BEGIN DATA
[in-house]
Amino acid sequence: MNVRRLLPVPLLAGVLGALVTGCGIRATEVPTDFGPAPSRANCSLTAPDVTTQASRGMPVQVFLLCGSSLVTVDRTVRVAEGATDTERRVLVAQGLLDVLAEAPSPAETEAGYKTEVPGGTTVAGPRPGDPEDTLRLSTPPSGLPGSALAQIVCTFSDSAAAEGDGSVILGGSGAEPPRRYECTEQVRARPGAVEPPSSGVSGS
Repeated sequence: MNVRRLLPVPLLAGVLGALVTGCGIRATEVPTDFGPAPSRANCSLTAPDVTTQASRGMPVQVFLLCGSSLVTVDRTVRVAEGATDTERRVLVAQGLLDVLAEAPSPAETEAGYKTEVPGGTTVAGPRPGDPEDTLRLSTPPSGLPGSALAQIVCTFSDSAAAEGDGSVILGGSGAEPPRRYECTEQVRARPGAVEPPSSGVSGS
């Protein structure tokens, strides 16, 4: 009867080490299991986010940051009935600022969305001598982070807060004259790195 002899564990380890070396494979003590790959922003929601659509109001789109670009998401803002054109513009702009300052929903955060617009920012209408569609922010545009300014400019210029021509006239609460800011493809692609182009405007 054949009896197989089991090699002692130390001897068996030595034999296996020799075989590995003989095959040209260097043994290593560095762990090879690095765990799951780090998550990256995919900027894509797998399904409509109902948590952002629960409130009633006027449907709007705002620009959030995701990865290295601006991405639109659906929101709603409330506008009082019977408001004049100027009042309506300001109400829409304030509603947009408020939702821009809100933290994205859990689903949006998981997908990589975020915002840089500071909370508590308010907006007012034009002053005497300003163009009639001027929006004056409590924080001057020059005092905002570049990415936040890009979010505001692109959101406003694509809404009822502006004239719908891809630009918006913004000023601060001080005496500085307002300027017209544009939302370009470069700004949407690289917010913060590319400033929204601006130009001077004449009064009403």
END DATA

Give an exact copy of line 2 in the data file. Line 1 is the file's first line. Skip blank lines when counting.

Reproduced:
Amino acid sequence: MNVRRLLPVPLLAGVLGALVTGCGIRATEVPTDFGPAPSRANCSLTAPDVTTQASRGMPVQVFLLCGSSLVTVDRTVRVAEGATDTERRVLVAQGLLDVLAEAPSPAETEAGYKTEVPGGTTVAGPRPGDPEDTLRLSTPPSGLPGSALAQIVCTFSDSAAAEGDGSVILGGSGAEPPRRYECTEQVRARPGAVEPPSSGVSGS